I am an adventurous 65-year-old. I hike long distances and climb high altitudes. I have been an above-knee amputee since I was 29, but I have never let that slow me down.
In October 2011, I reached my goal of standing at the base of Mount Everest. I had my sights set on Mount Kilimanjaro next and started training for that as soon as I got home. But a diagnosis of non-Hodgkin’s lymphoma put that adventure on hold.
My non-Hodgkin’s lymphoma treatment
As soon as I received my non-Hodgkin’s lymphoma diagnosis, I knew exactly where I needed to go. I had family members who’d been treated at MD Anderson and family who’d been treated elsewhere, and the results were a lot more positive at MD Anderson.
The first time I visited, I thought I might have gotten in over my head. It was so big, and I was overwhelmed. But the people at MD Anderson were so organized. They gave me paperwork for all of my tests coming up. They also gave me maps that told me when I needed to be in a certain place and why I was going to be there, and that made me feel a lot better.
My oncologist, Jason Westin, M.D., was so positive. He told me the goal was to cure me, not just to treat me. Even though I knew there were no guarantees, hearing that made me feel better from the outset. I had total confidence in my team and took each chemo dose as if I were preparing for a tough hike. I even wore my boots and carried my backpack to each treatment.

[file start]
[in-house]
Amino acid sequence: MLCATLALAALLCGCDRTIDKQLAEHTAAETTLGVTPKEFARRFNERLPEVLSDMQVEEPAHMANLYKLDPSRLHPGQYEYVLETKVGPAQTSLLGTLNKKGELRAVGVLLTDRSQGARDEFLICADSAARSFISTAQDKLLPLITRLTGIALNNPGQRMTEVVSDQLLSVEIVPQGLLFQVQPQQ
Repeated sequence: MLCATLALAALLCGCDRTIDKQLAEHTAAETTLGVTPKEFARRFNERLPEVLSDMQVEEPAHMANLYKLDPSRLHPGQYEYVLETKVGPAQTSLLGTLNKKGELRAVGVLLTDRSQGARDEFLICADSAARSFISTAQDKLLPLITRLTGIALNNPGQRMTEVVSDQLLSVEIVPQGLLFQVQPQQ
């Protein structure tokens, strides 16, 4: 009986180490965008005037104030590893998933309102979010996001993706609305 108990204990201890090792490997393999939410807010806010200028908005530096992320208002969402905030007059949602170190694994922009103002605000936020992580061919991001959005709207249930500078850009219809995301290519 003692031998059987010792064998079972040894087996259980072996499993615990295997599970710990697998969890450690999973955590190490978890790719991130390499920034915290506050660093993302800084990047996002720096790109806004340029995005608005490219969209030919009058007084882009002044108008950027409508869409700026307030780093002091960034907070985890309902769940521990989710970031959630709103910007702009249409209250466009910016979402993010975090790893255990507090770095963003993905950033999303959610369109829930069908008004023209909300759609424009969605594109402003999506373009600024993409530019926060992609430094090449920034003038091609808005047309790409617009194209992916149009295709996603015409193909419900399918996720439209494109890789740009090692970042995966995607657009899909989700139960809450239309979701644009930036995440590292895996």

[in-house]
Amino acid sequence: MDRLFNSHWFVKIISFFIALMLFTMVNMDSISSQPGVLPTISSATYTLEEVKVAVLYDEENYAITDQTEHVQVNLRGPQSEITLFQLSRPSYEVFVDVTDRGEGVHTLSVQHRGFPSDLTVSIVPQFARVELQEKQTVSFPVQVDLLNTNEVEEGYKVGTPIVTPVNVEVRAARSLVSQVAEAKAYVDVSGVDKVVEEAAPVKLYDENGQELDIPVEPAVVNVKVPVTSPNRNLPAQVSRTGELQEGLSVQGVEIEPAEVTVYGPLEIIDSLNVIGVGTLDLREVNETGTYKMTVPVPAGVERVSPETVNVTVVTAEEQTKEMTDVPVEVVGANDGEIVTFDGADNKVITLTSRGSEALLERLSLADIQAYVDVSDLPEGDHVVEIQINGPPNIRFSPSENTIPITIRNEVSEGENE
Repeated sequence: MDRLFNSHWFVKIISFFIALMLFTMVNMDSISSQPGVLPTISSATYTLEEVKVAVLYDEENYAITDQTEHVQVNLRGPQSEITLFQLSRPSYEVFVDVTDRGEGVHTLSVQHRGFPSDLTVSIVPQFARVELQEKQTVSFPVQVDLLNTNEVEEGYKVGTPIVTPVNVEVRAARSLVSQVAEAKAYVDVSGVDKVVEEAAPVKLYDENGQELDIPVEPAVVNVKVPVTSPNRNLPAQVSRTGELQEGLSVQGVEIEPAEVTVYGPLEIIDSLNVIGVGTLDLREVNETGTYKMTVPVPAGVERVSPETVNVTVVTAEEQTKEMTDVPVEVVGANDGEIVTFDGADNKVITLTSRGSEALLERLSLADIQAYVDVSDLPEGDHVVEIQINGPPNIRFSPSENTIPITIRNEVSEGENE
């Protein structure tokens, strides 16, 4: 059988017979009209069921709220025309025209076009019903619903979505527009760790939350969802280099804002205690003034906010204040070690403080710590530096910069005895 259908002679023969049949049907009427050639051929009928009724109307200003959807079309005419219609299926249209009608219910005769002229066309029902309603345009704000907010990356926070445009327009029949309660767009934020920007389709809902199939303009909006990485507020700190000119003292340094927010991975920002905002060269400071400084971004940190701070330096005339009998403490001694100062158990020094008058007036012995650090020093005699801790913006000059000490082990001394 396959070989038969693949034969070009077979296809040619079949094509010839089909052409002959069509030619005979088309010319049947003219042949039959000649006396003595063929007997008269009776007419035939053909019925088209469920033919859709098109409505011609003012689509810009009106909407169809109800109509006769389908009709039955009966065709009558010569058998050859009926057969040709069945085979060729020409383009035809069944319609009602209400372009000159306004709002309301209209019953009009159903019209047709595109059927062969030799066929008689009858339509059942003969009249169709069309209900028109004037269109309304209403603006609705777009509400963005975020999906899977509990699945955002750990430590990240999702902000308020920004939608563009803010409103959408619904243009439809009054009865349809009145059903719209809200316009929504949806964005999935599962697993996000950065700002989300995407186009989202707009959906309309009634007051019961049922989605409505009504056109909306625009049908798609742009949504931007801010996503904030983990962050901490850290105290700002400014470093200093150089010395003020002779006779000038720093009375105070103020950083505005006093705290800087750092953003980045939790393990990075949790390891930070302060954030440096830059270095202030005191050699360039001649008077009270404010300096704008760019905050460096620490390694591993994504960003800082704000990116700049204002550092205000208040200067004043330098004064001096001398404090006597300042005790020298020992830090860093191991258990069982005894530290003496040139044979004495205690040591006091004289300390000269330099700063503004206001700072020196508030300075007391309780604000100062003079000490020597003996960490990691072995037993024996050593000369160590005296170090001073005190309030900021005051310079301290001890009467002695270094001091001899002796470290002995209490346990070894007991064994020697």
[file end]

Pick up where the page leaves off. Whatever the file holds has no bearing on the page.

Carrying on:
It may sound crazy, but I tried to look at my cancer treatment as just another adventure. It may not have been the adventure I wanted or one I would have chosen to go on, but I knew I would get through it if I faced it head on and prepared like I would for a difficult hike or climb. Approaching it that way made it seem more possible.
Celebrating life as a non-Hodgkin’s survivor
When I was diagnosed with non-Hodgkin’s lymphoma, I never sought out someone to talk to. Looking back, I realize how good it would have been to have someone like that. So when I heard about myCancerConnection, MD Anderson’s one-on-one support program, I decided to volunteer.
I have met some unbelievably amazing people on this journey, and I want to do whatever I can to make others more comfortable or help them understand what they’ll be facing.
I tell people to look at cancer treatment like a new job. You dress for the day, you put on your game face and you accept the challenge ahead. Instead of dreading it and worrying, think of it as the next thing you’re going to get through.
As I tell other patients, MD Anderson gave me my life back. I consider myself modified and motivated. I’ve always enjoyed life, but now I appreciate it even more.
After I finished treatment in April 2013, I went to Africa. I climbed Mount Kilimanjaro on crutches that June. I just returned from a trek to Annapurna Base Camp and don't plan on stopping any time soon.
Cancer did not make me who I am, but it proved that I still win no matter what. Now if I can just figure out where I'm going to hike next!